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Wolfgang Amadeus MOZART (1756-1791)
Piano Concerto No. 9 in E flat major, K271 Jeunehomme (1777) [33:02]
Piano Concerto No. 25 in C major, K503 (1786) [32:07]
Rondo in A major for piano and orchestra, K386 (1782-83) [9.06]
Pascal Rogé (piano)
Indianapolis Symphony Orchestra/Raymond Leppard
rec. Hilbert Circle Theater, Indianapolis, USA. No recording dates provided.
ONYX 4013 [74.34]


French pianist Pascal Rogé together with violinist Viktoria Mullova; soprano Barbara Bonney and the Borodin String Quartet were the founding members of the bold independent designer label Onyx. It was launched in 2005. As the recipient of most of the Onyx review copies I have been generally impressed with their programme content and the consistently high quality of performance and sound quality.

In this appealing release of two of the Mozart concertos and a rondo Rogé and colleagues continue this elevated standard of performance although this time I have certain reservations over the sound quality.

Pascal Rogé does seem to have become somewhat typecast both in the recording studio and the concert/recital hall as a specialist in programmes of works by French maverick composer Erik Satie and by Ravel, Debussy, Poulenc and Fauré. Few that have heard the recording will forget Rogé’s magnificent interpretation of Satie’s Trois Gymnopédies and the six Gnossiennes, made in London in 1983, on Decca 410 220-2.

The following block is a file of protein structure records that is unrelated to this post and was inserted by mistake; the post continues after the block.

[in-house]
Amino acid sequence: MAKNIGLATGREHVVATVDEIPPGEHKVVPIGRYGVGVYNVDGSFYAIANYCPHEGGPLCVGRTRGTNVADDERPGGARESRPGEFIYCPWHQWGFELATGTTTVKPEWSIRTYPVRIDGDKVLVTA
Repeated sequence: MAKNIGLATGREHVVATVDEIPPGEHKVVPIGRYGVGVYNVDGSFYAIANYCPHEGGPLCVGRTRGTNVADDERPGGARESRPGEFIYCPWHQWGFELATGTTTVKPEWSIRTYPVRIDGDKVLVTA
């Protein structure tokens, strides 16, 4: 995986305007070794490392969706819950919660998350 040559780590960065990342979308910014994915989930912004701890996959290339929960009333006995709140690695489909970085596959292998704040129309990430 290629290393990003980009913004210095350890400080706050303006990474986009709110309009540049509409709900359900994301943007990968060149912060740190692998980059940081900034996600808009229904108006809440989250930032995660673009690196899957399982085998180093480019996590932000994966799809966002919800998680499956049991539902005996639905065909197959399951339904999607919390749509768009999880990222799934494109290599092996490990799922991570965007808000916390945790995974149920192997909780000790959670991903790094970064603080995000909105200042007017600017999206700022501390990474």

On this release, to tie in with Mozart’s 250th birthday celebrations, Rogé takes a welcome break from the French comfort zone with his first recording of Mozart scores. That said, I understand from the Onyx publicity information, that Rogé frequently performs these piano concertos in concert.

The opening work is the Piano Concerto No. 9, K271 composed in Salzburg in 1777. For many years the score has been referred to by the subtitle Jeunehomme. Legend has it that this arises from an alleged dedication to an unknown French virtuosa pianist named Mademoiselle Jeunehomme. In 2003 it was reported in the ‘New York Times on the Web’ by Lawrence van Gelder that the Viennese musicologist Dr. Michael Lorenz, from research made in the City Archive of Vienna, believes that the mystery woman behind the commission was in fact Victoire Jenamy, a piano playing daughter of Jean George Noverre, a famous dancer who was one of Mozart's friends.